The granddaughter of a farmer, I apparently inherited my interest in the soil through my Maile family bloodline. I have long been interested in growing things and my deep desire to garden is one of the top five reasons for moving to our current home.
I believe that healthy soil is alive and is critical to the preservation of human life. Without soil there is no food, and without food, life as we know it ends. Scientists tell us that the human body is made of the same components as the soil is made of. I find this fact just amazing!
When we move to the Small House in 2001 we found sandy, gray and dead looking soil. Our property was carved out of a former Oak Savanah forest that had grown trees for many centuries.
I’ve never before seen soil with so little “life” in it – no organisms, no organic matter, no mineral particulates, no worms, no color, no loam and no moving critters of any kind. But I knew from forty some years of gardening that with hard work, and patience we could turn this situation around.
With a goal of creating increasingly fertile soil each year we shovel and haul home truck load after truck load of bark chips from a large mound of them in nearby South Haven, MI. With the importance of this living soil and its importance to the earth and our food supply, we feel blessed to have access to these bark chips. Everything we do here is organic and pesticide free.
It’s been a lot of physical labor to shovel, fill buckets and carry compost and bark chips. But after 12 years of this consistent process we now have wonderful, worm-and- organism filled loamy soil to garden in. These bark chips act as a moisture retaining barrier and a weed suppressing layer that actually breaks down and amends the soil. Then each fall I top dress my perennials with our homemade compost and the mix of compost and mulch creates beautiful new soil here.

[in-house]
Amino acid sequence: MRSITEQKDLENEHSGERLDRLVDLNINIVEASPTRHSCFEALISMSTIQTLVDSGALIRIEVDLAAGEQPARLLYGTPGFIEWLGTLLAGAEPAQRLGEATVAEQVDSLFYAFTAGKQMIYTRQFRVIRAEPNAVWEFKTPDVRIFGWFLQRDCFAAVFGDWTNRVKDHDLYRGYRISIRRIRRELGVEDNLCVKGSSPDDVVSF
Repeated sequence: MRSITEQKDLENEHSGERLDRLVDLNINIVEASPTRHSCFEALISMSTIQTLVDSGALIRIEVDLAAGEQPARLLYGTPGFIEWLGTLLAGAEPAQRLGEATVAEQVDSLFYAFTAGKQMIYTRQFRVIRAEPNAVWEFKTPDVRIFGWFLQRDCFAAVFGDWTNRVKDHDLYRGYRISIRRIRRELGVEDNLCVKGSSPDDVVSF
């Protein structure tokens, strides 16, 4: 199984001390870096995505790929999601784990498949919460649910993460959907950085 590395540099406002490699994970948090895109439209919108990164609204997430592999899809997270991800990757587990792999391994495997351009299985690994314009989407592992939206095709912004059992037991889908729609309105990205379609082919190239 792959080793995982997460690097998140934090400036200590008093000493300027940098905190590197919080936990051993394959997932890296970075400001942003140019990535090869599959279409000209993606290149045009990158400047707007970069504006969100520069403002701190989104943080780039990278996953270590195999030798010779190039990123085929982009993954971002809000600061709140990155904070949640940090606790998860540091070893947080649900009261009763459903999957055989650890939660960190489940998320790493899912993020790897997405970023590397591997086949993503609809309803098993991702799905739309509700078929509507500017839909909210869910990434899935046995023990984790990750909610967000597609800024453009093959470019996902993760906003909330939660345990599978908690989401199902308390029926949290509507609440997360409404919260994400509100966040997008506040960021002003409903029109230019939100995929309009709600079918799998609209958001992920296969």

Each spring I add a 5-gallon bucket of organic fish emulsion to my perennials to give them a quick boost of energy. This combo; mulch, homemade compost and fish emulsion helps to create the healthy plants with colorful blooms of summer that we are blessed to enjoy here.
If you are not familiar with compost, it is decomposed organic material that is rich, dark, crumbly, and earthy smelling. It has a soil-like texture and contains many valuable plant nutrients. Compost can be mixed with soil that has been depleted of organic material. Compost improves soil texture, allows for easier root growth, helps retain water, contributes plant nutrients and can aid in pest and disease management. These benefits of composted soil is why it is often referred to as “black gold.”
Many gardeners spend a lot of money every year buying topsoil, peat moss, fertilizers for their lawns and gardens when the basics can be had for nearly free.
In the spring I see red worms by the hundreds in my soil this fills my heart with joy. Worms wiggling, tunneling, aerating and casting fertilizer in my soil is a joy to behold!
I urge you to watch the documentary, Dirt, to gain the larger view of the importance of dirt. If we as a culture don’t see the value of taking care of the soil our future as healthy living humans is in danger.
I am against GMO seeds and any corporation that want to control our food source.
Dirt is alive just as we are and we are made up of many of the same micronutrients that soil is made up of. This is fascinating stuff!
If you’de like know more, I recommend that you read, Secrets of the Soil by Peter Thompkins and Christopher Bird (authors of the Secret Life of Plants).
Small House / Big Sky Donna